Daniel Penny is walked out of a New York Police Department precinct in Lower Manhattan on his way to be arraigned after he surrendered to authorities in the chokehold death of Jordan Neely.
Daniel Penny is walked out of a New York Police Department precinct in Lower Manhattan on his way to be arraigned after he surrendered to authorities in the chokehold death of Jordan Neely. Timothy A. Clary/AFP via Getty Images

Jordan Neely's cause of death

A video lasting nearly 3 minutes shows Penny on the floor of a subway car with Neely in a chokehold on May 1. Penny was initially questioned by police and released without being charged.

"He should have been arrested on the spot," Edwards said Friday. Donte Mills, another attorney representing Neely's family, said Penny "absolutely" should have been charged "because he acted with indifference."

The New York City medical examiner's office determined that Neely died from a chokehold and ruled his death a homicide.

Witnesses told police Neely had been begging for food and acting erratically on an F-line train before Penny intervened. According to witnesses, Neely was screaming about being hungry and tired but didn't attack anyone.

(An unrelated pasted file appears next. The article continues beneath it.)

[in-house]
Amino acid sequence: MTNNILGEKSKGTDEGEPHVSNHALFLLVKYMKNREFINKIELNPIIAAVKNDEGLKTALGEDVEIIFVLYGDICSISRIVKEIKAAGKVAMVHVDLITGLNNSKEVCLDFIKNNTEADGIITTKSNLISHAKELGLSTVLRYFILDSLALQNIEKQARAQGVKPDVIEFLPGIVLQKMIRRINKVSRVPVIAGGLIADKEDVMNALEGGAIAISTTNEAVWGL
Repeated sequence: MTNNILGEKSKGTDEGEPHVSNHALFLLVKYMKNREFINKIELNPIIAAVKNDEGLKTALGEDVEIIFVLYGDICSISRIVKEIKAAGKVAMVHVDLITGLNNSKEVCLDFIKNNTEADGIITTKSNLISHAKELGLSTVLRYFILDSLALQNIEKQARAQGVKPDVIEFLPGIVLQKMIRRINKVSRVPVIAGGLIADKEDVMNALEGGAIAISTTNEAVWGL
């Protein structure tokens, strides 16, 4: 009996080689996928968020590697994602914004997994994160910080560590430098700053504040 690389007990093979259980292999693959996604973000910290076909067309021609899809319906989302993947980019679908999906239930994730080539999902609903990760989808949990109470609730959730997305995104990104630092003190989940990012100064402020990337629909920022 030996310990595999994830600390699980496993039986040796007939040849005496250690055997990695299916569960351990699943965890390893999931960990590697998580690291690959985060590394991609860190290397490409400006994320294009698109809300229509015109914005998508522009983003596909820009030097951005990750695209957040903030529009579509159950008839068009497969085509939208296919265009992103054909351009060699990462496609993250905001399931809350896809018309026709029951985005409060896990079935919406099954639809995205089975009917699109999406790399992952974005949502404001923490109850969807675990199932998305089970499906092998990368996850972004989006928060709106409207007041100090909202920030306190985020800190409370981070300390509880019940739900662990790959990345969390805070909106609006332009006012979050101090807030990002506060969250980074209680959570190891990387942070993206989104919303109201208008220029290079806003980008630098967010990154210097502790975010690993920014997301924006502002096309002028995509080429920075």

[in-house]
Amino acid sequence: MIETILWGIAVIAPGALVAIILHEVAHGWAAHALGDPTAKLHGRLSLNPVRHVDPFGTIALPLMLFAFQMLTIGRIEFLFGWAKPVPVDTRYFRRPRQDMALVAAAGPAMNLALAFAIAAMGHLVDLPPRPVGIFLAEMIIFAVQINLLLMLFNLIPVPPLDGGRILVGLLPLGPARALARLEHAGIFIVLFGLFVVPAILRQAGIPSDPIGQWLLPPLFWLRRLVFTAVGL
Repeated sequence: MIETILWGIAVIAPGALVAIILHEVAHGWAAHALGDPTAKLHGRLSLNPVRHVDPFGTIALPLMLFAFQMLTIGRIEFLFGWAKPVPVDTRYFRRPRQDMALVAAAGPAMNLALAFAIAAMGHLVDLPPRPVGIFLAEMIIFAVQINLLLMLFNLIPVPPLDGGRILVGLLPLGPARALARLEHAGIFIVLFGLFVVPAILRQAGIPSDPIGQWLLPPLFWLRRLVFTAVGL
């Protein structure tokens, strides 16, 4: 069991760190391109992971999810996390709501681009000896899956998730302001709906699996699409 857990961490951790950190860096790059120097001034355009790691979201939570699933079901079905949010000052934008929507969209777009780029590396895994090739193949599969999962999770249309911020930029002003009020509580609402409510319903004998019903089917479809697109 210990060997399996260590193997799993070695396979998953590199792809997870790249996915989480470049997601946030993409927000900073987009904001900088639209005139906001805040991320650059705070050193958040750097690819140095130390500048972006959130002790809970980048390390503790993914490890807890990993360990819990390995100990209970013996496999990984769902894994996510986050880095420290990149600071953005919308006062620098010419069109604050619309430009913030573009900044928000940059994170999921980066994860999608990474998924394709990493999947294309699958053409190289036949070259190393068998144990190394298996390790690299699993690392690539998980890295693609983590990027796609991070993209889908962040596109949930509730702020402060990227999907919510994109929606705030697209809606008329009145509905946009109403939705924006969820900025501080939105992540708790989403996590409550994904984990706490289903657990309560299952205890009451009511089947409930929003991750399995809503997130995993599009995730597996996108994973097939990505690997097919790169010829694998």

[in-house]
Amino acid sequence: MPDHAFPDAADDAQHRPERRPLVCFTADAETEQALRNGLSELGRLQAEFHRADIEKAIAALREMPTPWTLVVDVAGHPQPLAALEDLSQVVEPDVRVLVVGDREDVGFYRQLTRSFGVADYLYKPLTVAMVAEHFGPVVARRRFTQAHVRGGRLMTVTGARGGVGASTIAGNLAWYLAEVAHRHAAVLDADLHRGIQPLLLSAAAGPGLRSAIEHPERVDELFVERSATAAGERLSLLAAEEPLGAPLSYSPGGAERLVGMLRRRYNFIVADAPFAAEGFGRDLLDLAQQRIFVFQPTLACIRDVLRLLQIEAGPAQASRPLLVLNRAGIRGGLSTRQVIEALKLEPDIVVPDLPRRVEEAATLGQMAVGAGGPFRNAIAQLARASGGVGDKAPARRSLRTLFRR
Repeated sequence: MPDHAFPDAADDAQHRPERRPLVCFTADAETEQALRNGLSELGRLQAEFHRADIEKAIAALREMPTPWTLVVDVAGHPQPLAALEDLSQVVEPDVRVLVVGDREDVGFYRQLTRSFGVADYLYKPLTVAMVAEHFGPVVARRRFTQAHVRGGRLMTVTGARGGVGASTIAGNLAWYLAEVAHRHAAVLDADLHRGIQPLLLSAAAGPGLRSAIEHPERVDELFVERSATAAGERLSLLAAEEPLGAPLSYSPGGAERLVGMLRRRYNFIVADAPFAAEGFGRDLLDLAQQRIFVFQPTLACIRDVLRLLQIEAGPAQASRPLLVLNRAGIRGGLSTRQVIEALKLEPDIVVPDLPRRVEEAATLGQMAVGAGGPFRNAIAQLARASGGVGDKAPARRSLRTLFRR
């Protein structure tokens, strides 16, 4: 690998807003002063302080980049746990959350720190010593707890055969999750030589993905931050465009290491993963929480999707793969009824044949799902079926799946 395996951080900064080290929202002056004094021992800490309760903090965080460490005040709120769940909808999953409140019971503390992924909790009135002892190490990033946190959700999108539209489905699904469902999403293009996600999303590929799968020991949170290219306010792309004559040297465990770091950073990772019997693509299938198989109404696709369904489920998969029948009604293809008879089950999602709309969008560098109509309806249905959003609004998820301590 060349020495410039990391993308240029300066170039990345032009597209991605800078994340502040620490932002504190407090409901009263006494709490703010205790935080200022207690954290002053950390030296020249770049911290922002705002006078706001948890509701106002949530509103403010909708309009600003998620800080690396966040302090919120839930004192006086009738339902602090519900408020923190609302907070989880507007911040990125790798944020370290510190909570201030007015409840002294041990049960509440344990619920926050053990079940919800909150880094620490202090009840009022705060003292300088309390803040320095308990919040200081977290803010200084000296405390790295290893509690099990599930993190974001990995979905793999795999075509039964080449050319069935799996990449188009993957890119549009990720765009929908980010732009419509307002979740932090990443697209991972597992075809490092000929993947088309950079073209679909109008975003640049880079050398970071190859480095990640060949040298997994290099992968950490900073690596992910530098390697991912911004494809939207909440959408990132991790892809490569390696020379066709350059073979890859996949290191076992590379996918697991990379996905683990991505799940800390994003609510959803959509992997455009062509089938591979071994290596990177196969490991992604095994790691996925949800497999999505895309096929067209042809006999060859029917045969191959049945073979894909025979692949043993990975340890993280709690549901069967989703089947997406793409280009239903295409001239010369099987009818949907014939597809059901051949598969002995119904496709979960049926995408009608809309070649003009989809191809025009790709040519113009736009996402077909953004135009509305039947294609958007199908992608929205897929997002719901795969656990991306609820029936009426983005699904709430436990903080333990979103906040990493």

According to prosecutors, several witnesses saw Neely making threats and scaring passengers. Penny approached Neely from behind and placed him in the chokehold, taking him to the floor, prosecutors said in a bail application Friday.

At the next stop, Penny continued to hold Neely for several minutes, according to prosecutors. While Neely was in the chokehold, two other males helped Penny by restraining Neely's arms. When Neely stopped moving, Penny continued holding him for a period of time and released him, according to prosecutors.

"There was no attack," Mills told reporters. "Mr. Neely did not attack anyone, he did not touch anyone, he did not hit anyone. But he was choked to death, and that can't stand. That can't be what we represent."

Daniel Penny's attorneys' statement

After charges were announced Thursday, Penny's attorneys said he "stepped in to protect himself and his fellow New Yorkers."